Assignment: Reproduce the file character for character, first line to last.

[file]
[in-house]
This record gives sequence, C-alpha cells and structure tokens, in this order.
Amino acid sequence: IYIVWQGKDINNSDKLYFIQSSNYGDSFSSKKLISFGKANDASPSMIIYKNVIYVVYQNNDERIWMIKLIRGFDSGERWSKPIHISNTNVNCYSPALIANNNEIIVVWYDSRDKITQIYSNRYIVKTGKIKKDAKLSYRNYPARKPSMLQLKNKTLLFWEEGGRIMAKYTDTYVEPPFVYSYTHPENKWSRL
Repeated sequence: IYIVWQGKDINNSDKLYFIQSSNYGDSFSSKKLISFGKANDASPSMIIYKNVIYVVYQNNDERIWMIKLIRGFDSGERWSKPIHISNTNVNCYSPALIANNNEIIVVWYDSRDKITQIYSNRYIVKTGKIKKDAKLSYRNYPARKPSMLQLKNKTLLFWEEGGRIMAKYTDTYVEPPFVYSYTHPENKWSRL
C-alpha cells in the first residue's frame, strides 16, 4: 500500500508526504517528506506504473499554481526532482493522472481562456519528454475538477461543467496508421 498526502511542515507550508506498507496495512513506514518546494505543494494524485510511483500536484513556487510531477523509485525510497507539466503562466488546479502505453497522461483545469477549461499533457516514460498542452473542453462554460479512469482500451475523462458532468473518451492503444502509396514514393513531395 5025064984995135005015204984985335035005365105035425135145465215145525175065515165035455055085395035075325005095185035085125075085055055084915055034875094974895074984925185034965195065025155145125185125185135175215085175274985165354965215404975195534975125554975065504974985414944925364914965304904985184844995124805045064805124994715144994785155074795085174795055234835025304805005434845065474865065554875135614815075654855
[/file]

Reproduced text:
[in-house]
This record gives sequence, C-alpha cells and structure tokens, in this order.
Amino acid sequence: IYIVWQGKDINNSDKLYFIQSSNYGDSFSSKKLISFGKANDASPSMIIYKNVIYVVYQNNDERIWMIKLIRGFDSGERWSKPIHISNTNVNCYSPALIANNNEIIVVWYDSRDKITQIYSNRYIVKTGKIKKDAKLSYRNYPARKPSMLQLKNKTLLFWEEGGRIMAKYTDTYVEPPFVYSYTHPENKWSRL
Repeated sequence: IYIVWQGKDINNSDKLYFIQSSNYGDSFSSKKLISFGKANDASPSMIIYKNVIYVVYQNNDERIWMIKLIRGFDSGERWSKPIHISNTNVNCYSPALIANNNEIIVVWYDSRDKITQIYSNRYIVKTGKIKKDAKLSYRNYPARKPSMLQLKNKTLLFWEEGGRIMAKYTDTYVEPPFVYSYTHPENKWSRL
C-alpha cells in the first residue's frame, strides 16, 4: 500500500508526504517528506506504473499554481526532482493522472481562456519528454475538477461543467496508421 498526502511542515507550508506498507496495512513506514518546494505543494494524485510511483500536484513556487510531477523509485525510497507539466503562466488546479502505453497522461483545469477549461499533457516514460498542452473542453462554460479512469482500451475523462458532468473518451492503444502509396514514393513531395 5025064984995135005015204984985335035005365105035425135145465215145525175065515165035455055085395035075325005095185035085125075085055055084915055034875094974895074984925185034965195065025155145125185125185135175215085175274985165354965215404975195534975125554975065504974985414944925364914965304904985184844995124805045064805124994715144994785155074795085174795055234835025304805005434845065474865065554875135614815075654855